A bill that would forgive loans for students that go into the public health sector, sponsored by Rep. Jason Crow, is also included. Crow worked with John Douglas, the executive director of Tri-County Health Department, on the idea, which they argue would help boost the number of people entering the public health profession, as well as get those individuals to underserved areas. A bill to increase access to capital for small businesses backed by Crow also made its way into the package.

Rep. Diana DeGette called the bill “bold.”

The Act includes a legislative fix she had been asking for, one that would let state and local governments take advantage of a payroll tax credit for employees affected by the coronavirus. The credit was created by the bill that expanded paid sick and family leave. Another DeGette proposal in the package would set up a study on the short and long-term health impacts of the novel coronavirus. 

“More than a million Americans have now tested positive for the coronavirus. While many have recovered, we still don’t know how this unprecedented virus — or new treatment options — may impact their health moving forward,” she said. 

In addition, the HEROES Act would support chambers of commerce, by making them eligible for nonprofit assistance, a move advocated by Democrats Crow, Neguse and Perlmutter, as well as Republican Reps. Scott Tipton and Doug Lamborn.

Not all the provisions in the bill are strictly COVID-19 related. Perlmutter’s SAFE Banking Act, which allows legal marijuana businesses to access banking services, is also in the bill. Marijuana businesses were largely left out of the previous aid efforts, including the Small Business Administration loans because marijuana remains illegal at the federal level.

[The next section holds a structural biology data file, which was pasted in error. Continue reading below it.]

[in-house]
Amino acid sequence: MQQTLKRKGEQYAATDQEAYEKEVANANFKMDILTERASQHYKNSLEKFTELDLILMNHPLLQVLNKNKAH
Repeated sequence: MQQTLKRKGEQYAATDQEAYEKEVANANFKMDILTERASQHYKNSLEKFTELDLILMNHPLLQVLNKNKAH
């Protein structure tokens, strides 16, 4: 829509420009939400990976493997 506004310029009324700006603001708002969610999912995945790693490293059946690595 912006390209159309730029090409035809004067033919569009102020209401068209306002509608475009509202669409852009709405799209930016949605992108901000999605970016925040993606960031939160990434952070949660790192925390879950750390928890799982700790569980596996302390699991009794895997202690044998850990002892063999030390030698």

Unlike the last four relief measures, the HEROES Act bill isn’t the product of bipartisan negotiations, which many Republicans are quick to note.

Lamborn said via Twitter that the HEROES Act is “long and filled with liberal excess. I will stand against this massive $3 trillion Democrat wish list bill.” He and others are calling for more targeted aid in the next coronavirus package.

Certain elements of the bill actually run counter to what some Republicans are pushing for. For instance, the Democratic package calls for continuing enhanced weekly unemployment benefits through January of 2021. Some are concerned that the expanded benefit is more than what recipients would earn working, giving them little incentive to look for a job. 

Republican Rep. Ken Buck on Tuesday introduced legislation that would cap the amount of the expanded unemployment benefit at 100 percent of a person’s previous wages. 

Republican leaders in Congress are advocating for “a pause” before moving another relief package. Senate Majority Leader Mitch McConnell has said any future relief measure would have to include expanded liability protections as hospitals, schools and businesses start opening up, to prevent people from suing if they contract COVID-19 in their facilities. He’s warned leaving that out would be a “red line” for the GOP. It is not in the House bill.

The House could vote on this measure as early as Friday.

Editor's Note: The story has been updated to mention Rep. Perlmutter's bill for additional state aid which was included in the HEROES Act.